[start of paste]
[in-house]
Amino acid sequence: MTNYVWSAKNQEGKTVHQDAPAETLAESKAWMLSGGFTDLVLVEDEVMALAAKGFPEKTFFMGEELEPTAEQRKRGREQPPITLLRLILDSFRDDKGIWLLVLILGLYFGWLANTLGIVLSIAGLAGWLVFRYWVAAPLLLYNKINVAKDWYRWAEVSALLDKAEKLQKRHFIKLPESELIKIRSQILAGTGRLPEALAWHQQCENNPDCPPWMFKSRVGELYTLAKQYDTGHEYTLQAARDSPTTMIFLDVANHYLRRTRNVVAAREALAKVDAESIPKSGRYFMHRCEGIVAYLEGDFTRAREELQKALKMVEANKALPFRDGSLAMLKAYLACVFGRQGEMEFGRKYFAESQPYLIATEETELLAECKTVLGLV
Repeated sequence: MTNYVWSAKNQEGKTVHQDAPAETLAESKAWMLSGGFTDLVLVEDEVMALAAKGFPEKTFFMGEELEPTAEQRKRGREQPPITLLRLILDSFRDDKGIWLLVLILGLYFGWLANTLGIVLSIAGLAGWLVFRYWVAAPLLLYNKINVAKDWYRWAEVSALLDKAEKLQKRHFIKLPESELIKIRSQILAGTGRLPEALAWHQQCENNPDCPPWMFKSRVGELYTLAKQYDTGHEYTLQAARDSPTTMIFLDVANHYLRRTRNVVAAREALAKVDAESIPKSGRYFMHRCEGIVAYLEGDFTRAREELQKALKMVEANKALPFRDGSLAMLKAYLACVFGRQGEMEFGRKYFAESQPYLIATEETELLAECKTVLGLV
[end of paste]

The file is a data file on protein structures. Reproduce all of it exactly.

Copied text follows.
[in-house]
Amino acid sequence: MTNYVWSAKNQEGKTVHQDAPAETLAESKAWMLSGGFTDLVLVEDEVMALAAKGFPEKTFFMGEELEPTAEQRKRGREQPPITLLRLILDSFRDDKGIWLLVLILGLYFGWLANTLGIVLSIAGLAGWLVFRYWVAAPLLLYNKINVAKDWYRWAEVSALLDKAEKLQKRHFIKLPESELIKIRSQILAGTGRLPEALAWHQQCENNPDCPPWMFKSRVGELYTLAKQYDTGHEYTLQAARDSPTTMIFLDVANHYLRRTRNVVAAREALAKVDAESIPKSGRYFMHRCEGIVAYLEGDFTRAREELQKALKMVEANKALPFRDGSLAMLKAYLACVFGRQGEMEFGRKYFAESQPYLIATEETELLAECKTVLGLV
Repeated sequence: MTNYVWSAKNQEGKTVHQDAPAETLAESKAWMLSGGFTDLVLVEDEVMALAAKGFPEKTFFMGEELEPTAEQRKRGREQPPITLLRLILDSFRDDKGIWLLVLILGLYFGWLANTLGIVLSIAGLAGWLVFRYWVAAPLLLYNKINVAKDWYRWAEVSALLDKAEKLQKRHFIKLPESELIKIRSQILAGTGRLPEALAWHQQCENNPDCPPWMFKSRVGELYTLAKQYDTGHEYTLQAARDSPTTMIFLDVANHYLRRTRNVVAAREALAKVDAESIPKSGRYFMHRCEGIVAYLEGDFTRAREELQKALKMVEANKALPFRDGSLAMLKAYLACVFGRQGEMEFGRKYFAESQPYLIATEETELLAECKTVLGLV